Russia, Iran and Syria respond to Trump’s Threats

By Juan Cole | (Informed Comment) | – –

The UK-based Arabic language daily, al-Arabi al-Jadid (a secular, left-leaning newspaper helmed by Azmi Bishara from Qatar) reports on the responses of Syria and its allies to sabre-rattling from Trump and from the UK and France.

A key advisor to Ali Khamenei, Iran’s clerical leader, is in Syria to take stock after the military success in retaking the East Ghouta neighborhood near Damascus from Salafi Jihadi rebels. The latter part of that campaign, last Saturday, allegedly involved the use by the Bashar al-Assad government of a barrel bomb loaded with chlorine and a nerve agent, which killed some 70 persons, mostly noncombatants and including children. The gas attack has provoked Donald Trump and the governments of Theresa May in the UK and Emmanuel Macron in France to plan for a possible punitive set of air strikes on Syrian air force facilities.

The Iranian adviser, Ali Akbar Velayati, said in a news conference with Syrian president Bashar al-Assad that Syria is more prepared than in the past to face what is coming. He charged that the United States directed the launching of the civil war in Syria and took part in it extensively. (The first part of this allegation is not true; the Syrian uprising of 2011 was indigenous, not a CIA covert operation. Once the regime turned it into a civil war by using massive military force on civilian, peaceful protesters, the US did give some billions in aid via Saudi Arabia to some 40 “vetted” guerrilla groups it said were unconnected to al-Qaeda or extremism. The US role appears to have been much larger than the press reported at the time, but Russian and Iranian investments clearly outweighed it in the end in any case.) What’s left of the Iranian Revolution of 1979 is now a mere handmaiden of secular Baath dictators and neo-imperialist Russian oligarchs.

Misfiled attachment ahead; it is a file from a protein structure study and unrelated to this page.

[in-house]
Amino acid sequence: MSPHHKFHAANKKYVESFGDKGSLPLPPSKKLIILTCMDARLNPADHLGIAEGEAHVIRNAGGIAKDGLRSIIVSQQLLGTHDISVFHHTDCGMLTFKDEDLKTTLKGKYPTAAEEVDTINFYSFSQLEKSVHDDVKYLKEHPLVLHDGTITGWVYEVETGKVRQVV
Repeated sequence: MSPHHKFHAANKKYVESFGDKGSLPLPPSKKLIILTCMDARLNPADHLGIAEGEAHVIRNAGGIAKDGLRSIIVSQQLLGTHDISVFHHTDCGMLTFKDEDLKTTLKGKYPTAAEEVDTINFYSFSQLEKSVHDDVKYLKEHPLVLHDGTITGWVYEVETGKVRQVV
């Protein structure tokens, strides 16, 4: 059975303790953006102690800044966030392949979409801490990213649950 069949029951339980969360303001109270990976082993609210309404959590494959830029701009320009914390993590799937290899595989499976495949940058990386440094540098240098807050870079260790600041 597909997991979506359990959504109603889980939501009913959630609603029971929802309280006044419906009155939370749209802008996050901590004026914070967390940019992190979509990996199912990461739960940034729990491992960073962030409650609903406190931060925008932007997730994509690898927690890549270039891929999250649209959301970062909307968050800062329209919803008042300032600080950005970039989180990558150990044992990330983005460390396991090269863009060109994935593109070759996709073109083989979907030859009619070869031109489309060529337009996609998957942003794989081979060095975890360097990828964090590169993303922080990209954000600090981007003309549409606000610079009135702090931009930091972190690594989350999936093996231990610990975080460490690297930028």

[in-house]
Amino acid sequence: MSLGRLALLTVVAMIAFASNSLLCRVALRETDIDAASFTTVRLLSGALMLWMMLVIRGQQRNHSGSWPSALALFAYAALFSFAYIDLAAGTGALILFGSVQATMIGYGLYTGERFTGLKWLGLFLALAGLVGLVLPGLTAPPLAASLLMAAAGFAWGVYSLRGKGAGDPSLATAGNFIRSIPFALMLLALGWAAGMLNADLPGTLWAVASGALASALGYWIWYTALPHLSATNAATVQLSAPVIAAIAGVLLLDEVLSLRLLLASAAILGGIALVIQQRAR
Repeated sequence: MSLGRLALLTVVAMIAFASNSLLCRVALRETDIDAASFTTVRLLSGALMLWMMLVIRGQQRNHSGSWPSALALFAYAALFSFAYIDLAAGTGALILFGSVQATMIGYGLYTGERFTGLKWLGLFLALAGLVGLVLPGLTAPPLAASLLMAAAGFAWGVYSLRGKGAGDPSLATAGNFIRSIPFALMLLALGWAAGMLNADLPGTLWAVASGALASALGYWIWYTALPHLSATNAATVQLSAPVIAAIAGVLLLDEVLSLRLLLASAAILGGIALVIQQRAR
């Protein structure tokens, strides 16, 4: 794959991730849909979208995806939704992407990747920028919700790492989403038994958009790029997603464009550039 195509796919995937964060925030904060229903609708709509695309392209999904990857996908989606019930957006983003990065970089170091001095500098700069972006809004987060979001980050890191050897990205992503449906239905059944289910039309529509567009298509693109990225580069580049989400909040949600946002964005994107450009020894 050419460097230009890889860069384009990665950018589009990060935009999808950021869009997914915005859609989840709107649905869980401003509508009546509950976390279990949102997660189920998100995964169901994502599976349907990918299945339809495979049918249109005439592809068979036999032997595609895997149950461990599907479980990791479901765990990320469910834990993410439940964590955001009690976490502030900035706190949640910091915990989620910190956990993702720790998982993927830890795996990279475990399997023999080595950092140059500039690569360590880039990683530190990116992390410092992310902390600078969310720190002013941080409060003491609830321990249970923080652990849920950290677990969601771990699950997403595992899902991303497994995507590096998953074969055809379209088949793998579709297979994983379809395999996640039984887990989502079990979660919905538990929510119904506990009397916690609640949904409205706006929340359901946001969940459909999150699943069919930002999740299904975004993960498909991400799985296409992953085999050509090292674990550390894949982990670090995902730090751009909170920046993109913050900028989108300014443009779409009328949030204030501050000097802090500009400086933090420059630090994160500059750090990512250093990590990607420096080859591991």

Velayati dismissed Trump, whom many in the Middle East had initially admired on his election, as having become a mere laughingstock.

Bashar al-Assad in his remarks warned that a Western strike on his country would accomplish nothing but to destabilize regional security. He complained that every victory Syria gained was met with Western cries and movements in hopes of altering the course of events. They are the ones, he said, who are harming international peace and security.

Meanwhile, a Russian spokesman confirmed that Russian and US military officers were using intensively the “deconfliction” telephone line to ensure that no step is taken that would spark conflict between the two powers.

BBC monitoring paraphrases a column by Alexander Atasuntsev and others at the liberal business daily RBC . He quotes retired Col. Andrei Payusov as predicting that any US strikes on Syria would be “superficial” and affect only “minor” targets announced in advance. He complained that this sort of US showboating aims at trying to reverse its weakening position in the Middle East brought about by Russian successes. He said that the US would choose targets and bases where there was no chance of hitting Russian troops. Other Russian experts quoted in the article, however, could not rule out the possibility of a clash between the United States and the Russian Federation in Syria.

Now that’s scary.

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Bonus video:

Sky News: “Russia warns it will protect its people in Syria”

Posted in Featured,Syria | 6 Responses | Print |

6 Responses

  1. Good Morning Professor,